Gordon Campbell | Parliament TV | Parliament Today | Video | Questions Of the Day | Search


Road Safety Policy Costing Lives

1 May 2002

"Transport Minister Mark Gosche must explain why he rejected a proposal that would have dramatically cut the annual road toll," says National's Transport spokesperson Belinda Vernon.

Ms Vernon says the Auditor General's report: 'Bringing Down the Road Toll: the Speed Camera Programme' reveals that in February 2000, the Government rejected a plan to introduce hidden speed cameras.

"This is in spite of advice that it would cut the road toll significantly.

"Extending the programme nationwide was estimated to save 30 lives a year. The Auditor General's report also highlights that New Zealand's experience with speed cameras is not as good as some other countries and that changes in the way speed cameras are deployed could improve their effectiveness.

Ms Vernon says saving lives is what a road safety policy should be all about, plain and simple.

"While hidden speed cameras are not the most popular road safety enforcement tool, if they achieve such results, they could be one of the most effective.

She says this move contrasts starkly with the Government's decision to introduce a frontal impact rule.

"This restricted the types of cars able to be imported into New Zealand on the basis that it would save an average of four lives per year for 18 years - even though it could cost lives in the short term. This has caused havoc in the car industry and will cause car prices to increase sharply.

"By contrast, extending the hidden speed camera trial would have cost motorists travelling within the speed limit nothing and potentially saved far more lives.

"This report confirms the Government's approach to road safety lacks consistency and logic. Being Minister means making tough calls not those that might provide short term popularity," Ms Vernon concluded.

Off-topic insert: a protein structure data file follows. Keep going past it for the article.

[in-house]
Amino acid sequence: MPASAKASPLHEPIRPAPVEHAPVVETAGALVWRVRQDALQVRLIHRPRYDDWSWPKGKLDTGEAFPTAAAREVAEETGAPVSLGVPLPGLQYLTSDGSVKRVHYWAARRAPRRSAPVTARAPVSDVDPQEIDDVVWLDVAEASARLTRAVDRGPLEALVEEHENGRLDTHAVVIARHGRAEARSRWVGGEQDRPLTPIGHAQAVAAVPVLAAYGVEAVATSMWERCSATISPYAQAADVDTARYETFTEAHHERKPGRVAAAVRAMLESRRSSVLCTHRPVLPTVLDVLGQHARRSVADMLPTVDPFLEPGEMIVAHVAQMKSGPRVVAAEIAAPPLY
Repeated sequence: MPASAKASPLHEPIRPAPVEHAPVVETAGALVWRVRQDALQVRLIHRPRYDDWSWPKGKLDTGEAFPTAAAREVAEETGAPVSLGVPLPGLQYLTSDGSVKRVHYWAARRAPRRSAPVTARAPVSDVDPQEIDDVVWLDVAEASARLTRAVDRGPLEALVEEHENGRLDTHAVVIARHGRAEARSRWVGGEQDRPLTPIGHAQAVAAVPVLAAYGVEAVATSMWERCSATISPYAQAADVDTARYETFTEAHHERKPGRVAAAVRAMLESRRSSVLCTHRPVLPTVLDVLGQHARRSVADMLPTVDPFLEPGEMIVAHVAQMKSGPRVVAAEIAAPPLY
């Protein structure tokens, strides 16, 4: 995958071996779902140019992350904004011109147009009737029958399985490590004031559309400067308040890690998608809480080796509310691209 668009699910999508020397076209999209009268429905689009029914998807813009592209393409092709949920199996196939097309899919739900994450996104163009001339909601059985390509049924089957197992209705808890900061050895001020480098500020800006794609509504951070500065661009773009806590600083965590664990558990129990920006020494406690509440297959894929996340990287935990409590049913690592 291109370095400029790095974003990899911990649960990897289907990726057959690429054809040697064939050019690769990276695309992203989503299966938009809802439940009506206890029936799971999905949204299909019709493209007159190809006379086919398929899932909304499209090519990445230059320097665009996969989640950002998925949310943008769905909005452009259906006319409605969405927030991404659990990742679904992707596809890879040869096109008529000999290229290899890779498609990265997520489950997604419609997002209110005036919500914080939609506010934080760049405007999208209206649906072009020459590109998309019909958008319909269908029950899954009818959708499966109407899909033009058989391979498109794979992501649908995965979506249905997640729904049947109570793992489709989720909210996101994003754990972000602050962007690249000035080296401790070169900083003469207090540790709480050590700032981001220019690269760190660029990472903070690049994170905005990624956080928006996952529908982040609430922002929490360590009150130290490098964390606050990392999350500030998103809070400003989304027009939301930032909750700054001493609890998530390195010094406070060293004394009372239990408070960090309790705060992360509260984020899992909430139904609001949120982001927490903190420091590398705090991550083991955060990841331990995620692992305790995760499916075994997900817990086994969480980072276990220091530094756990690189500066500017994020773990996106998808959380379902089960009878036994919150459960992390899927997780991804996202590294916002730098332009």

© Scoop Media

Parliament Headlines | Politics Headlines | Regional Headlines


Also, Loan Interest: Productivity Commission On Tertiary Education

Key recommendations include better quality control; making it easier for students to transfer between courses; abolishing University Entrance; enabling tertiary institutions to own and control their assets; making it easier for new providers to enter the system; and facilitating more and faster innovation by tertiary education providers... More>>


Higher Payments: Wellington Regional Council Becomes A Living Wage Employer

Councillor Sue Kedgley said she was delighted that the Wellington Regional Council unanimously adopted her motion to become a Living Wage employer, making it the first regional council in New Zealand to do so. More>>


Scoop Images:
Dame Patsy Reddy Sworn In As Governor-General

This morning Dame Patsy Reddy was sworn in as the New Zealand Realm’s 21st Governor-General. The ceremony began with a pōwhiri to welcome Dame Patsy and her husband Sir David Gascoigne to Parliament. More>>


Ruataniwha: DOC, Hawke's Bay Council Developer Take Supreme Court Appeal

The Department of Conservation and Hawke's Bay Regional Investment Company (HBRIC) are appealing to the Supreme Court over a conservation land swap which the Court of Appeal halted. More>>


With NZ's Marama Davidson: Women’s Flotilla Leaves Sicily – Heading For Gaza

Women representing 13 countries spanning five continents began their journey yesterday on Zaytouna-Oliva to the shores of Gaza, which has been under blockade since 2007. On board are a Nobel Peace Laureate, three parliamentarians, a decorated US diplomat, journalists, an Olympic athlete, and a physician. A list of the women with their background can be found here. More>>

Gordon Campbell: On The Key Style Of Crisis Management

At Monday’s post Cabinet press conference Key was in his finest wide- eyed “Problem? What problem?” mode. No, there wasn’t really a problem that top MPI officials had been at odds with each other over the meaning of the fisheries policy and how that policy should be pursued... More>>


Mt Roskill: Greens Will Not Stand In Likely Post-Goff By-Election

“The Green Party’s priority is changing the Government in 2017, and as part of that we’ve decided that we won’t stand a candidate in the probable Mt Roskill by-election... This decision shows the Memorandum of Understanding between Labour and the Green Party is working." More>>


Get More From Scoop



Search Scoop  
Powered by Vodafone
NZ independent news